West Tankers remains good law – so says Nori Holdings

In Nori Holding the English High Court was required to address the applicability of the judgment in West Tankers. The case involved applications for anti-suit injunctions to restrain court proceedings in Russia and Cyprus which were said to have been brought in breach of arbitration clauses. An injunction was granted in respect of the Russian proceedings which were not, of course, affected by the Brussels Regulations. The English High Court was asked to decide whether it would issue an anti-suit injunction in relation to the proceedings in Cyprus.

The English High Court confirmed that anti-suit injunctions were still not available to protect arbitration agreements under the Brussels Regulation. The High Court followed the decision in West Tankers and decided that an anti-suit injunction could not be granted to restrain proceedings in another EU state – the court said that to decide otherwise would be incompatible with the Brussels Regulation which permits a member state first seized to decide its jurisdiction.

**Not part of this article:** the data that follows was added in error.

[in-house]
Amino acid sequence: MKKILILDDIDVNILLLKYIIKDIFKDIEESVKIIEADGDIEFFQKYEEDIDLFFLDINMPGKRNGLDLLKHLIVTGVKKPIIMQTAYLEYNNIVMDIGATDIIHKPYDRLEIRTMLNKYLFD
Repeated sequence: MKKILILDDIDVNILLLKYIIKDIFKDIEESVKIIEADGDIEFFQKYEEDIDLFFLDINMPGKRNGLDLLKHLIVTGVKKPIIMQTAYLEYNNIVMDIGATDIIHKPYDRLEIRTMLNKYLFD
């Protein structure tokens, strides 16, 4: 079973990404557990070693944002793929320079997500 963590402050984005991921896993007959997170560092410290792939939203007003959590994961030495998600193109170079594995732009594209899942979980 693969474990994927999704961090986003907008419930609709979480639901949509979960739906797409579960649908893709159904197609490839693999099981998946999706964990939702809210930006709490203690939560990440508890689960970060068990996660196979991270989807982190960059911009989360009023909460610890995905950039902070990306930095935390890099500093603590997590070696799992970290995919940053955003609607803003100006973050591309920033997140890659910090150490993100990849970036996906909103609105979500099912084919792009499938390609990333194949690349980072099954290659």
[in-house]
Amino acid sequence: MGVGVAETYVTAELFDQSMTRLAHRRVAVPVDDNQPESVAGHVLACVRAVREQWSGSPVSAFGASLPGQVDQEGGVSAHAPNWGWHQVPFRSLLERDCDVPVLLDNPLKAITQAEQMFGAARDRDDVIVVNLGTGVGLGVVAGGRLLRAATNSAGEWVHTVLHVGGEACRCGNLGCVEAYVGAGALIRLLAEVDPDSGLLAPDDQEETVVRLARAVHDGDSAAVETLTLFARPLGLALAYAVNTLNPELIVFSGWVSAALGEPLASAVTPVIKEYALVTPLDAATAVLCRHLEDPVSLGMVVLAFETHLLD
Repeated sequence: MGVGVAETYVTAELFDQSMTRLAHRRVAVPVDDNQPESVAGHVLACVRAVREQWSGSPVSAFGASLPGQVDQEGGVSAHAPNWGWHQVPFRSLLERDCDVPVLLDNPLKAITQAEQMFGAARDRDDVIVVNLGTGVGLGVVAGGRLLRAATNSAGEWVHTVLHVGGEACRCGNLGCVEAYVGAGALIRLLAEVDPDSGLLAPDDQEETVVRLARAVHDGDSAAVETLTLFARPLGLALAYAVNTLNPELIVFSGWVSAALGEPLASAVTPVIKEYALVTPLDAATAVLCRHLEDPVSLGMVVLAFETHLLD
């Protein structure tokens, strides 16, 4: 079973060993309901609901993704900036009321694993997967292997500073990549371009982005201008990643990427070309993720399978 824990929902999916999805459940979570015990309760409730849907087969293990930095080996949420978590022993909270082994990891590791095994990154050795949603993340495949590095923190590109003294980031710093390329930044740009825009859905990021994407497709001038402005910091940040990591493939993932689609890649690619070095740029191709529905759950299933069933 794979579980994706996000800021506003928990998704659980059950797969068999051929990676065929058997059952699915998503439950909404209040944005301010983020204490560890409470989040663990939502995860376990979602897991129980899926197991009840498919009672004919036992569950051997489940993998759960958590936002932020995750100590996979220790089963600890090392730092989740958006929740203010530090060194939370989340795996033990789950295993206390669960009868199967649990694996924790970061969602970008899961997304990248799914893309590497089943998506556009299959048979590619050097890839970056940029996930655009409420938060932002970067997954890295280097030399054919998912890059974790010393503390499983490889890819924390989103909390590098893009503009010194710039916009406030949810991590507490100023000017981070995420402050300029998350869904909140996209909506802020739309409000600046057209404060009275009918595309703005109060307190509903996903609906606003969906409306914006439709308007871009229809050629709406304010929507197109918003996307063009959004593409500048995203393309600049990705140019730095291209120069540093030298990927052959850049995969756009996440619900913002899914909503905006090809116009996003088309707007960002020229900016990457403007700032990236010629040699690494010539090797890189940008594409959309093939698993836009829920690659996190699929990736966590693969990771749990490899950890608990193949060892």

In reaching this decision, the English High Court disagreed with the Advocate General's opinion on Gazprom, that the recast Brussels Regulation reversed the decision in West Tankers, and concluded that "there is nothing in the Recast Regulation to cast doubt on the continuing validity of the decision in West Tankers".